customElements.define('my-button', MyButton);
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Now let’s add a story for this component.

//my-button.stories.js
import { html } from 'lit-html';
import '../src/my-button.js';

export default {
  title: 'my-button',
};

export const Primary = () =>
  html`
    <my-button></my-button>
  `;

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Let’s start the storybook server again and let’s see how our story looks.

screencapture-localhost-8000-2020-12-03-14_52_17.png

Now let’s make our component a little more standard so we can expect some attributes and make changes.

//MyButton.js
import { LitElement, html, css } from 'lit-element';

export class MyButton extends LitElement {
  static get properties() {
    return {
      buttonText: { type: String }
    };
  }

  constructor() {
      super();
      this.buttonText = this.getAttribute("buttonText");
  }
  render() {
    return html`<button type="button" class="${this.buttonText.toLowerCase()}">${this.buttonText}</button>`;
  }

  static getStyles() {
    return css`
      button {
        background-color: var(--my-button-bg-color, #4caf50);
        border: none;
        color: var(--my-button-font-color, white);
        padding: 15px 32px;
        text-align: center;
        text-decoration: none;
        display: inline-block;
        font-size: var(--my-button-font-size, 16px);
        margin: 4px 2px;
        cursor: pointer;
      }
      .primary {
        background-color: var(--my-button-bg-color, #4caf50);
      }
      .danger {
        background-color: var(--my-button-bg-color, #cd2b2c); 
      }
    `;
  }
}
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We also need to update our storybook component to send in these attributes which we just added to our component.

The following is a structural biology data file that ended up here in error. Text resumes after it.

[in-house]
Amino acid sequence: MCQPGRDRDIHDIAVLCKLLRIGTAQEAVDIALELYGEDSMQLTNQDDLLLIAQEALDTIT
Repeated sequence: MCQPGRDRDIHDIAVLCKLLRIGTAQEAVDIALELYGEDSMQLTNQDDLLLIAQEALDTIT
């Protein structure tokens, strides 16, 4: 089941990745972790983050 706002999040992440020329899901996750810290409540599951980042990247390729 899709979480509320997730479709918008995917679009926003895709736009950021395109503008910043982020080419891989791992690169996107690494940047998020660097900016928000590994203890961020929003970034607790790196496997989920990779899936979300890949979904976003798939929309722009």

//my-button.stories.js
import { html } from 'lit-html';
import '../src/my-button.js';

export default {
  title: 'my-button',
};

export const Primary = () =>
  html`
    <my-button buttonText="Primary"></my-button>
  `;

export const Danger = () =>
  html`
    <my-button buttonText="Danger"></my-button>
  `;

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Now if we go back to our storybook we see two stories for our my-button component: Primary & Danger.

screencapture-localhost-8000-2020-12-03-15_20_37.png

screencapture-localhost-8000-2020-12-03-15_22_27.png

This is just the isolation part of the development. We developed a storybook component in isolation but how do we tell our fellow developers that we are expecting some attributes like buttonText and it can change the appearance of the button. That’s where storybook add-ons come in which makes storybook so powerful for building a component library.

Let’s start with the knobs add-on so that we can interact with our component. As we can see knobs add-on is already listed in .storybook/main.js file:

//main.js
module.exports = {
  stories: ['../**/stories/*.stories.{js,md,mdx}'],
  addons: [ 
    'storybook-prebuilt/addon-knobs/register.js',   
    'storybook-prebuilt/addon-docs/register.js',    
    'storybook-prebuilt/addon-viewport/register.js',
  ],
  esDevServer: {
    // custom es-dev-server options
    nodeResolve: true,
    watch: true,
    open: true
  },
};

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Make the needed changes to .storybook/preview.js:

//preview.js
import { addParameters, addDecorator,setCustomElements } from '@open-wc/demoing-storybook';
import { withKnobs} from '@open-wc/demoing-storybook/'
addParameters({
  docs: {
    iframeHeight: '200px',
  }
});

addDecorator(withKnobs);